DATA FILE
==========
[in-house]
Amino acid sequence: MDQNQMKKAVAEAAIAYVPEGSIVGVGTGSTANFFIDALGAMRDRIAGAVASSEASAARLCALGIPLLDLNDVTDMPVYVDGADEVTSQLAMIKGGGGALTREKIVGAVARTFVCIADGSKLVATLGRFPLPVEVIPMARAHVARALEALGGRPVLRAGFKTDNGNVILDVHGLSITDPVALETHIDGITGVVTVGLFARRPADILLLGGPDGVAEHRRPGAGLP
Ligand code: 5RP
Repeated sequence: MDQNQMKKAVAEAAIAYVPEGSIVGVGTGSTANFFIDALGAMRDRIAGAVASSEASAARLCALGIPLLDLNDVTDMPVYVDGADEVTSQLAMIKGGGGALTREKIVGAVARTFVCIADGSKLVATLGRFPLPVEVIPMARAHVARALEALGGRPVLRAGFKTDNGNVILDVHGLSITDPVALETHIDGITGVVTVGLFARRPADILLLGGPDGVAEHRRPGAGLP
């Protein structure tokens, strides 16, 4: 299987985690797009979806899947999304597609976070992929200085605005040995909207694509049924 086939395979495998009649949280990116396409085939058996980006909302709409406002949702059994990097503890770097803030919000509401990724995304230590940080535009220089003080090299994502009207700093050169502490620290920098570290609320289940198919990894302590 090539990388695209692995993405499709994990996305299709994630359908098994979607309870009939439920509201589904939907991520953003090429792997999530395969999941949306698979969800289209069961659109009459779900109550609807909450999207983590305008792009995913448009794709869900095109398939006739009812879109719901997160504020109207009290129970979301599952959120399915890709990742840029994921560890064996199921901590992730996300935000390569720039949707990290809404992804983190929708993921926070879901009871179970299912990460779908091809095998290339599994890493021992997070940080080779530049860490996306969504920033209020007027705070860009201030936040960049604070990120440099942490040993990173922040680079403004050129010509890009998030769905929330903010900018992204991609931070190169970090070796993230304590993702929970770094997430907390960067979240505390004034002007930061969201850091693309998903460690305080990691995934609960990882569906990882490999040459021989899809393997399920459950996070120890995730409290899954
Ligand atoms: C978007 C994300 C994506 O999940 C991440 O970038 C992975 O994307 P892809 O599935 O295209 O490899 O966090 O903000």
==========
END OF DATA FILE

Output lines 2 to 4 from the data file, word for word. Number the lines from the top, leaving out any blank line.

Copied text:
Amino acid sequence: MDQNQMKKAVAEAAIAYVPEGSIVGVGTGSTANFFIDALGAMRDRIAGAVASSEASAARLCALGIPLLDLNDVTDMPVYVDGADEVTSQLAMIKGGGGALTREKIVGAVARTFVCIADGSKLVATLGRFPLPVEVIPMARAHVARALEALGGRPVLRAGFKTDNGNVILDVHGLSITDPVALETHIDGITGVVTVGLFARRPADILLLGGPDGVAEHRRPGAGLP
Ligand code: 5RP
Repeated sequence: MDQNQMKKAVAEAAIAYVPEGSIVGVGTGSTANFFIDALGAMRDRIAGAVASSEASAARLCALGIPLLDLNDVTDMPVYVDGADEVTSQLAMIKGGGGALTREKIVGAVARTFVCIADGSKLVATLGRFPLPVEVIPMARAHVARALEALGGRPVLRAGFKTDNGNVILDVHGLSITDPVALETHIDGITGVVTVGLFARRPADILLLGGPDGVAEHRRPGAGLP